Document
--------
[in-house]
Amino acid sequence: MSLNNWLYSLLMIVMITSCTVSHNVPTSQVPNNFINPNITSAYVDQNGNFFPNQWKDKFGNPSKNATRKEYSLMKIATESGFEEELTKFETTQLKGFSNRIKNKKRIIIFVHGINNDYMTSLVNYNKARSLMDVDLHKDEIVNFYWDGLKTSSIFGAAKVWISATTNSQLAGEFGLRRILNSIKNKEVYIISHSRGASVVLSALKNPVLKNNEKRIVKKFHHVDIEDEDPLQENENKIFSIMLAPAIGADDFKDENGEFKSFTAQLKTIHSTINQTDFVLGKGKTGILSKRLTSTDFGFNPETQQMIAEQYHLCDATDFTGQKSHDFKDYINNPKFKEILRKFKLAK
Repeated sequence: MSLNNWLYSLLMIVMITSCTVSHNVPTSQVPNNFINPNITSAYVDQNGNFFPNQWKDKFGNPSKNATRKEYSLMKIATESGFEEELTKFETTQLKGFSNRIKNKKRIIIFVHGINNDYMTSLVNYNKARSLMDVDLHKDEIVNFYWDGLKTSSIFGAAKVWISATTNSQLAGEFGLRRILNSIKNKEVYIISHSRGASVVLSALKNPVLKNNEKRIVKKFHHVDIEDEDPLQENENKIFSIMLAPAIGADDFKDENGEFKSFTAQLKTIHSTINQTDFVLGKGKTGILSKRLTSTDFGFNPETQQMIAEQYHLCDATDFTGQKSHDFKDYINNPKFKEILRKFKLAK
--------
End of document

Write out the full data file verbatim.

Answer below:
[in-house]
Amino acid sequence: MSLNNWLYSLLMIVMITSCTVSHNVPTSQVPNNFINPNITSAYVDQNGNFFPNQWKDKFGNPSKNATRKEYSLMKIATESGFEEELTKFETTQLKGFSNRIKNKKRIIIFVHGINNDYMTSLVNYNKARSLMDVDLHKDEIVNFYWDGLKTSSIFGAAKVWISATTNSQLAGEFGLRRILNSIKNKEVYIISHSRGASVVLSALKNPVLKNNEKRIVKKFHHVDIEDEDPLQENENKIFSIMLAPAIGADDFKDENGEFKSFTAQLKTIHSTINQTDFVLGKGKTGILSKRLTSTDFGFNPETQQMIAEQYHLCDATDFTGQKSHDFKDYINNPKFKEILRKFKLAK
Repeated sequence: MSLNNWLYSLLMIVMITSCTVSHNVPTSQVPNNFINPNITSAYVDQNGNFFPNQWKDKFGNPSKNATRKEYSLMKIATESGFEEELTKFETTQLKGFSNRIKNKKRIIIFVHGINNDYMTSLVNYNKARSLMDVDLHKDEIVNFYWDGLKTSSIFGAAKVWISATTNSQLAGEFGLRRILNSIKNKEVYIISHSRGASVVLSALKNPVLKNNEKRIVKKFHHVDIEDEDPLQENENKIFSIMLAPAIGADDFKDENGEFKSFTAQLKTIHSTINQTDFVLGKGKTGILSKRLTSTDFGFNPETQQMIAEQYHLCDATDFTGQKSHDFKDYINNPKFKEILRKFKLAK